Article24 October 2018Reading time 5 minutes

Strong GDP and the US mid-terms

Another robust GDP report will leave the US firmly on track to hit 3% growth for 2018, but will it be enough to help the Republicans retain control of Congress?

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This week’s data highlight is Friday’s US third-quarter GDP growth, and President Donald Trump will be hoping that another strong figure can give the Republican party a last-minute boost ahead of the 6 November mid-term elections. The Republicans continue to lag behind the Democrats in generic polling while President Trump’s personal approval rating still languishes at around 44%, although this is up from 38% six weeks ago. As such it is no surprise that analysts continue to expect the Democrats to win control of the House of Representatives, but probably fall just short of winning the Senate too – see our note here for a full preview.

Still, there are a lot of undecided voters, and a strong GDP figure could sway people at the margin as President Trump continues to play up his and his party’s economic credentials. Moreover, Republican strategists will also be hoping that complacency amongst Democrat supporters could yet help spring a surprise in two weeks.

Mid-term scenarios and implications


In terms of expectations for the GDP report, the consensus amongst economists is that we will see a slowdown from the 4.2% annualised rate seen in 2Q18 to 3.3% for Q3. However, the range of forecasts is rather broad with a low of 2.4% and a high of 4.2%. The Atlanta Federal Reserve Bank’s GDP Now model suggests growth should be even better at 3.9% annualised. We are relatively upbeat, forecasting growth of 3.6%.

Consumer spending will be the main driver, supported by massive tax cuts, a strong jobs market and rising wage growth. Investment spending should also be firm given the healthy economy while core durable goods orders suggest we could see an acceleration in growth in this key component. We also expect to see inventories rebound, having been run down at the fastest rate in nine years in 2Q. The counterweight to this will be that net exports will be a major drag on growth after having made a surprisingly large contribution in 2Q.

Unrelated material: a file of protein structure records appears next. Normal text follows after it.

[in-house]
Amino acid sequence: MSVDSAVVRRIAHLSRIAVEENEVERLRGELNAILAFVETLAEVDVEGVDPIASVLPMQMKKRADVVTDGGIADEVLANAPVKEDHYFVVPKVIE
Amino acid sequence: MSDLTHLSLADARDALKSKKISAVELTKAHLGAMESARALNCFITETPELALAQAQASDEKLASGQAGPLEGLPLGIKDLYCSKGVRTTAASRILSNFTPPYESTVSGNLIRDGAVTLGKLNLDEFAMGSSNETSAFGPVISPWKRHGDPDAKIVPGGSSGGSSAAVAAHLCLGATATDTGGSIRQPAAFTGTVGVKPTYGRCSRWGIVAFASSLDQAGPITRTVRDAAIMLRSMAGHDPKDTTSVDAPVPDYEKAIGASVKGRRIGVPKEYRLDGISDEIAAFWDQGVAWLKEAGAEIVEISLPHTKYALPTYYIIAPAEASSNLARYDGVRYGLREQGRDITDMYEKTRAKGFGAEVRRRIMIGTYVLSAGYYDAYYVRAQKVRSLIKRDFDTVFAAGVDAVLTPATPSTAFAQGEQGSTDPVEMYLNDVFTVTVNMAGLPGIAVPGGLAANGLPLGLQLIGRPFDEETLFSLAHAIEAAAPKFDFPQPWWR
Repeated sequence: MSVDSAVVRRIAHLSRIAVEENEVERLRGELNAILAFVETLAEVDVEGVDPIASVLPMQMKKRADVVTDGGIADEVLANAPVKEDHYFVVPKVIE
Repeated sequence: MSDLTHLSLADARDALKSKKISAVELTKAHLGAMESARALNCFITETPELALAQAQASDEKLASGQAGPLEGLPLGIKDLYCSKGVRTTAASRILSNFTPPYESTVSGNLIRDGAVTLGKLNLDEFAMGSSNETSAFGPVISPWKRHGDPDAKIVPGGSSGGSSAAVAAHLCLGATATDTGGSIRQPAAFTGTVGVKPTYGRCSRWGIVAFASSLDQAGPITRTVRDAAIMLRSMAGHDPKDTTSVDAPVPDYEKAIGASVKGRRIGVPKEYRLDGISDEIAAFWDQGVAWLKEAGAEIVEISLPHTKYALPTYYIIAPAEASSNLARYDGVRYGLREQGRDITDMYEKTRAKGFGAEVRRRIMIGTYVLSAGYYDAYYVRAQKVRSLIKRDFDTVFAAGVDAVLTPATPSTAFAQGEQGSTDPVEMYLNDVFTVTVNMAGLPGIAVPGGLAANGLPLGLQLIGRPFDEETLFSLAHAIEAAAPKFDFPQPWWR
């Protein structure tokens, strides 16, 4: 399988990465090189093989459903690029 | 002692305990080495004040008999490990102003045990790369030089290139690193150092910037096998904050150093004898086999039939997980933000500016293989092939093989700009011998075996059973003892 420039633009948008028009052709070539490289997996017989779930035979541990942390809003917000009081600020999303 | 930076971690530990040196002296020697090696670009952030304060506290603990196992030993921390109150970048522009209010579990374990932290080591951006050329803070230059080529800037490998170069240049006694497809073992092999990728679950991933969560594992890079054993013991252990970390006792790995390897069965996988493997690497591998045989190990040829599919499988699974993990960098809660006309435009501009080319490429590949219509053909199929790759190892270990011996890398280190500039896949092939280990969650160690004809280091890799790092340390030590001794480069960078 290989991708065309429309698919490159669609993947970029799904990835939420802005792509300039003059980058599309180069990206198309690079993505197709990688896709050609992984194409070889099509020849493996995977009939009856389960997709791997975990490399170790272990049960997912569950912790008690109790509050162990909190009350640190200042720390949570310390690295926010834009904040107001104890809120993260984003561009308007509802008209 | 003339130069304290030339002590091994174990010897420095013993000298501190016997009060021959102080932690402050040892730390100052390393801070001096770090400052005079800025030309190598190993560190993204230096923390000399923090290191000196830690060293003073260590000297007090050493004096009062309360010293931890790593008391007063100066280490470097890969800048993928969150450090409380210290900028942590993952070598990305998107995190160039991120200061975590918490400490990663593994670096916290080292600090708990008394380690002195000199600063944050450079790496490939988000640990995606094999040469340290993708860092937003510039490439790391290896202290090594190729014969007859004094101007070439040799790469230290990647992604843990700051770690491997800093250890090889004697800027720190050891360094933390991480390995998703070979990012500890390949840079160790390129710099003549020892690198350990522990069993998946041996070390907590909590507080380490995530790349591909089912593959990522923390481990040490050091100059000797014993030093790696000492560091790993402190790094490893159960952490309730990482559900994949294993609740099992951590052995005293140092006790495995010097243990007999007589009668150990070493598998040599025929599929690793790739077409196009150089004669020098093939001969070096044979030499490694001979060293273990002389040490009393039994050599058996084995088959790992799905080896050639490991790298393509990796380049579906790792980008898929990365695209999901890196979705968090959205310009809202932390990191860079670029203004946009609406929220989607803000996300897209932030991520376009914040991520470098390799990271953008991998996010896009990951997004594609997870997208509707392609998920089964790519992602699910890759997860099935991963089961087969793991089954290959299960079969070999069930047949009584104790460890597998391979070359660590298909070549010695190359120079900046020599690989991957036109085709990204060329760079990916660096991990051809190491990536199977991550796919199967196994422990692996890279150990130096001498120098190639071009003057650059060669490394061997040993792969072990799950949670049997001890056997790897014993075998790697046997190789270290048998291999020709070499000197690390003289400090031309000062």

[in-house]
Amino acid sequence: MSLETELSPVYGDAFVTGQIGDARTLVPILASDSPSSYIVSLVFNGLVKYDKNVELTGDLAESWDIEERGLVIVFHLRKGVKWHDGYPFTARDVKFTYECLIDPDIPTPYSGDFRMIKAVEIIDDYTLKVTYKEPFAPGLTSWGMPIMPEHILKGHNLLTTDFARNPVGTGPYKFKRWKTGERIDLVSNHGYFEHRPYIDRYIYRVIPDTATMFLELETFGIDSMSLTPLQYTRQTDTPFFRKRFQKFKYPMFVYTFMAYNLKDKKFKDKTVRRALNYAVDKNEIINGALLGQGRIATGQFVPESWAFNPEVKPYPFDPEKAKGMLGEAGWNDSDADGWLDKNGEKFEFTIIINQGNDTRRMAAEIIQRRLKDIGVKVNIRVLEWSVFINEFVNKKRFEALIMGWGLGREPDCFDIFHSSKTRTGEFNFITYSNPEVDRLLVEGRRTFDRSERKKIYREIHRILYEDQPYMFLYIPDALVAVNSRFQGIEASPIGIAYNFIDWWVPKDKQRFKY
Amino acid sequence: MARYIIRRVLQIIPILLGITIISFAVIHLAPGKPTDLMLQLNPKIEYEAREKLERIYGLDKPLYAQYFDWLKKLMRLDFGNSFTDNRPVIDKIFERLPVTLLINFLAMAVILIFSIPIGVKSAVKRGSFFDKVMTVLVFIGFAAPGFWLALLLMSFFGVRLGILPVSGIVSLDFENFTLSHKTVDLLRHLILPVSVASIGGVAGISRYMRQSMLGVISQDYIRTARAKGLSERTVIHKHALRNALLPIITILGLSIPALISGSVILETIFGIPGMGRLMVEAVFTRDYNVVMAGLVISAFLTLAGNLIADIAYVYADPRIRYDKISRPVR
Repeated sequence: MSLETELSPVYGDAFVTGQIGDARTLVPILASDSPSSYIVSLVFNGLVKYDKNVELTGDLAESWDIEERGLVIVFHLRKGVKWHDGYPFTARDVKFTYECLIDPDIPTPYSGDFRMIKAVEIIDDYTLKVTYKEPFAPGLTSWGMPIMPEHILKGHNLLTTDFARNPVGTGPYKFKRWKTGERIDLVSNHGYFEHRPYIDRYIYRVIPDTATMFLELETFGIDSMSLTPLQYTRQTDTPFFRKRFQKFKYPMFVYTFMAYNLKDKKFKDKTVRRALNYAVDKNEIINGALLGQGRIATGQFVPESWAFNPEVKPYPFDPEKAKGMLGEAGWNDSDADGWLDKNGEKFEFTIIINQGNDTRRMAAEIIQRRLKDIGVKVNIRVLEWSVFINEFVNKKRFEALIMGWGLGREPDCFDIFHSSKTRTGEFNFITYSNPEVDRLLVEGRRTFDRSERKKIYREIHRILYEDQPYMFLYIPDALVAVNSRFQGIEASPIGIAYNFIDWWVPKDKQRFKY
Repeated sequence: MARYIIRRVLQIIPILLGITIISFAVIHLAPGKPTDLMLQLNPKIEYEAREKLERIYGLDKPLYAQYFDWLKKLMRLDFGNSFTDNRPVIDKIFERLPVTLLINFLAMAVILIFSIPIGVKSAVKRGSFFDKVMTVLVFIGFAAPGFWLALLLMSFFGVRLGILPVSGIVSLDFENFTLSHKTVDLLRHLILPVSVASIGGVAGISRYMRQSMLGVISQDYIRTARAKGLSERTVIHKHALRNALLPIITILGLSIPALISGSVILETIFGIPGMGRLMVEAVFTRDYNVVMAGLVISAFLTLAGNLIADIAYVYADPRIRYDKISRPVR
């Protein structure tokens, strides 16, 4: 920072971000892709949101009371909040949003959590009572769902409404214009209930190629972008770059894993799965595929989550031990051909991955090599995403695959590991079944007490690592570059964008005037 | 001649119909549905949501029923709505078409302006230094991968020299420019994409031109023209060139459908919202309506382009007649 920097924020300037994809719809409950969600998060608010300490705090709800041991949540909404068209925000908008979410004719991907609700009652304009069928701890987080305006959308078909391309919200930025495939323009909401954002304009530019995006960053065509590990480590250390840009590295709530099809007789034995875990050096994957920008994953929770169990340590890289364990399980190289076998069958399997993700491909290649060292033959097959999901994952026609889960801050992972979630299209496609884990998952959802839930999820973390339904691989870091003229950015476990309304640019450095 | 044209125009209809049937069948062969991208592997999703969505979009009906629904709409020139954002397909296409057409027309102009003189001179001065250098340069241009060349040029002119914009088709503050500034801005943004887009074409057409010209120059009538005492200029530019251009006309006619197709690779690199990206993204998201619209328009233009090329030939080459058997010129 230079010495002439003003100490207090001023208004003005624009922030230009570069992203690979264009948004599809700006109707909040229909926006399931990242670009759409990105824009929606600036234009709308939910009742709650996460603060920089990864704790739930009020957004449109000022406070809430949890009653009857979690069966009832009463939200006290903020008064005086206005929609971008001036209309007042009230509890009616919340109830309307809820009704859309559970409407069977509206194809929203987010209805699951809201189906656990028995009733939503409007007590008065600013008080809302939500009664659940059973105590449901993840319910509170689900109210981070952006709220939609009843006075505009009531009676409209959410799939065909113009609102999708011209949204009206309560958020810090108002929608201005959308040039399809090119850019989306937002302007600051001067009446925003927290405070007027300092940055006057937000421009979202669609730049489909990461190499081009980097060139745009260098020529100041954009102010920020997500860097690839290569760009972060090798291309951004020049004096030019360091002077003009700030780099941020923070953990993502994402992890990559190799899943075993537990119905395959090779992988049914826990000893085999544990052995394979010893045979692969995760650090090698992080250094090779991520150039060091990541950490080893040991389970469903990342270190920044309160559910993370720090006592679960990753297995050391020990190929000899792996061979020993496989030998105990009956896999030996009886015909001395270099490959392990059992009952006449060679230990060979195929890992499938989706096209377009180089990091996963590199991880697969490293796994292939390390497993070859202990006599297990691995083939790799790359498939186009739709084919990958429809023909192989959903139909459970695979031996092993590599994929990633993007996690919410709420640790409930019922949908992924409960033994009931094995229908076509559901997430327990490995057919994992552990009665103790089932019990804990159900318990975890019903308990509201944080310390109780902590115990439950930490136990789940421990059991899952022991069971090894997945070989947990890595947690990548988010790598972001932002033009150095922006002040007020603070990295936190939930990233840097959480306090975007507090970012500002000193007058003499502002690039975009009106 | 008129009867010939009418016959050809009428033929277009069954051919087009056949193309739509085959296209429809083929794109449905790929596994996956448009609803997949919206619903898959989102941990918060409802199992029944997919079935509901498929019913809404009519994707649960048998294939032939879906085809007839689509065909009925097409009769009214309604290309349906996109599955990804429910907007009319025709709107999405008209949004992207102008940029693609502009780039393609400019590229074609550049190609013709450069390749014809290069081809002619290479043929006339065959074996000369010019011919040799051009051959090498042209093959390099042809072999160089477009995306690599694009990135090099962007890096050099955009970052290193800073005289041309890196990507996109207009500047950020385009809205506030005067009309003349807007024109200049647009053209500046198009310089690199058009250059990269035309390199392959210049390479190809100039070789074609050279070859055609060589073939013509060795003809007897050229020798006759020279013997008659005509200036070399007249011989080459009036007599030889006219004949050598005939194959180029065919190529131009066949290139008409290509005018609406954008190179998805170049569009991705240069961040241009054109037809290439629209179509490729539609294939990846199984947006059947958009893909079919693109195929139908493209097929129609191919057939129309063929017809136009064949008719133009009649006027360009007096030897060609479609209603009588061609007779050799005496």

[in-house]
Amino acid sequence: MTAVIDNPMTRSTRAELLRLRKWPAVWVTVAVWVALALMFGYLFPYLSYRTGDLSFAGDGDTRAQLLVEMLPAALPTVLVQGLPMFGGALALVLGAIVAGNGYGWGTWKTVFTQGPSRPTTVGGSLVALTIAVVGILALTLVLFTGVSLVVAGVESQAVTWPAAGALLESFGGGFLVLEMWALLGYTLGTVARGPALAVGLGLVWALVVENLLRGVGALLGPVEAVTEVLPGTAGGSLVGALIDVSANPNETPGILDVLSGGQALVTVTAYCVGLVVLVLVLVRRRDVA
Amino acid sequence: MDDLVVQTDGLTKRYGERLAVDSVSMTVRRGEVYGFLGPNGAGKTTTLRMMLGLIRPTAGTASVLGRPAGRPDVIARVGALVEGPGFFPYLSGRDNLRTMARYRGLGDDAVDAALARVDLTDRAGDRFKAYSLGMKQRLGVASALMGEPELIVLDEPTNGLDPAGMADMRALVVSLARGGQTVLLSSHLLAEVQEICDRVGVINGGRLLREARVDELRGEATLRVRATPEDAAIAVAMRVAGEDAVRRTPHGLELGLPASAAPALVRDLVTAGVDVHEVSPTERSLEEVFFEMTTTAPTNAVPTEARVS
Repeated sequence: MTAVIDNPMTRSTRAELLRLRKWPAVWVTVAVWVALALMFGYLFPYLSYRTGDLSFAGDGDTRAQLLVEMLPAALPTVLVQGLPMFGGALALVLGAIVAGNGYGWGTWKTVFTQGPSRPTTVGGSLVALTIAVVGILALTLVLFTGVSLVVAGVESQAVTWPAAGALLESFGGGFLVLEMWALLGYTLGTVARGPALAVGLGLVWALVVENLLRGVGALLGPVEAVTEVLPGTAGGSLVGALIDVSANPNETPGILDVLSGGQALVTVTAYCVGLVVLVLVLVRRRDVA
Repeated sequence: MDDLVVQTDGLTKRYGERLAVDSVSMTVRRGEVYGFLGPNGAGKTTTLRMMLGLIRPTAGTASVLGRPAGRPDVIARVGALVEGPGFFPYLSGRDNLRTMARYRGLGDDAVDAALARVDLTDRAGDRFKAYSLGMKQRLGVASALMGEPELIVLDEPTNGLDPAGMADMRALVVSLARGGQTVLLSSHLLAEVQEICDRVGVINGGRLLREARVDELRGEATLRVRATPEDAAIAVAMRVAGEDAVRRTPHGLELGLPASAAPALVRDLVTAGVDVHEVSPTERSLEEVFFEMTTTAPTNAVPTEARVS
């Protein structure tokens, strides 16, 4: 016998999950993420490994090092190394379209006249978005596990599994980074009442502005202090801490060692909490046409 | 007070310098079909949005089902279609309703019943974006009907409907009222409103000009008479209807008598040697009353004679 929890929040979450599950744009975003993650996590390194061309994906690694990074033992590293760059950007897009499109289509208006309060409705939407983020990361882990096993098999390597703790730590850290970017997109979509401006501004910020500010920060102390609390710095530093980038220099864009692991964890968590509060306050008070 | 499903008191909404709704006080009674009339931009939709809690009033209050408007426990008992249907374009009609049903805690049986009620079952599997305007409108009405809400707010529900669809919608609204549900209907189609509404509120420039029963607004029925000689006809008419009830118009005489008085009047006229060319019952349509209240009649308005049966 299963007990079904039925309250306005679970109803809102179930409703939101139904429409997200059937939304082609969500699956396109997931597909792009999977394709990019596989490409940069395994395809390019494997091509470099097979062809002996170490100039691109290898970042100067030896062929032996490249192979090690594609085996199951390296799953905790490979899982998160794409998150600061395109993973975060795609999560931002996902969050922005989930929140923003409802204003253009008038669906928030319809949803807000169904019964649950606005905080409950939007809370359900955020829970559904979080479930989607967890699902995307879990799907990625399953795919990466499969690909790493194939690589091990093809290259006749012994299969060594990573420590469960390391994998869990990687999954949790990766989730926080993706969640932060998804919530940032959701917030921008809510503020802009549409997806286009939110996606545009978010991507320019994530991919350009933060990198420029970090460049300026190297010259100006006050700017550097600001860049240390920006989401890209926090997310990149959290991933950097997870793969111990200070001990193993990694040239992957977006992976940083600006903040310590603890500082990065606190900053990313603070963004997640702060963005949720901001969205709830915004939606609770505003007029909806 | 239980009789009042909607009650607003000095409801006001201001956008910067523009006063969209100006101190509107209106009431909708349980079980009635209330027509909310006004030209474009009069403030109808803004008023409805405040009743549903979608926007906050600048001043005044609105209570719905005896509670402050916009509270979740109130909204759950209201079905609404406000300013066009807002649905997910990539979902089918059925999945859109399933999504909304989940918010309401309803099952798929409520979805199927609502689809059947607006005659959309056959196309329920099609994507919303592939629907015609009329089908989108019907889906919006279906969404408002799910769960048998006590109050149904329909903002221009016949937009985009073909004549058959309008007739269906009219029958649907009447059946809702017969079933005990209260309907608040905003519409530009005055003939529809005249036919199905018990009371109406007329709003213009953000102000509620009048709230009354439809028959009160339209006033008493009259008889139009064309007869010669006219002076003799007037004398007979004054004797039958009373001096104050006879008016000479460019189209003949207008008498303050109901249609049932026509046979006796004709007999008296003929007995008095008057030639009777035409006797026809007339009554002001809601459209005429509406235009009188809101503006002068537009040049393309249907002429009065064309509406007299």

In terms of expectations for the GDP report, we are relatively upbeat, forecasting growth of 3.6%

Overall though this is set to be a very solid GDP report and will leave the US well on course to record 3% growth for the year as a whole, which would be the strongest outcome since 2005. We see no real reason to expect a collapse in growth anytime soon with 4Q GDP supported additionally by the rebuild/clean-up operations following the recent Hurricanes Florence and Michael.

As we move into 2019, we are likely to see some moderation in growth. The support from the fiscal stimulus will gradually fade while the lagged effects of rising interest rates and a stronger dollar will feel more of a headwind.

We see no real reason to expect a collapse in growth anytime soon with 4Q GDP supported by the rebuild/clean-up operations following the recent Hurricanes Florence and Michael

Escalating trade protectionism could also become more disruptive for the economy as weaker global growth and supply chain tensions lead to softer business sentiment and higher prices through tariff hikes. Nonetheless, the tight jobs market and the prospect of stronger rates of pay growth will provide a solid base, and we still think the economy can expand at a very respectable 2.4% rate for the full year 2019.

This remains a decent story, and when compared with other economies, the US is the best performing developed market economy. As the chart below shows, the US-Europe divergence in terms of both growth and the level of economic activity remains as wide as ever. We will soon see if this is recognised by the electorate.


Outlook for monetary policy

While President Trump may apparently have some regrets over hiring Jerome Powell as the Federal Reserve chair (stating that Fed interest rate hikes are the “biggest risk” to the economy in his view), criticism of the central bank will fall on deaf ears. 

Inflation is already at or above the Fed’s 2% target on all of the key inflation measures, so while the Fed is right to say monetary policy is no longer “accommodative”, we are still some way from it being considered “restrictive”. As such we forecast the Fed will continue raising interest rates, starting with another hike in December with three more 25bp moves in 2019.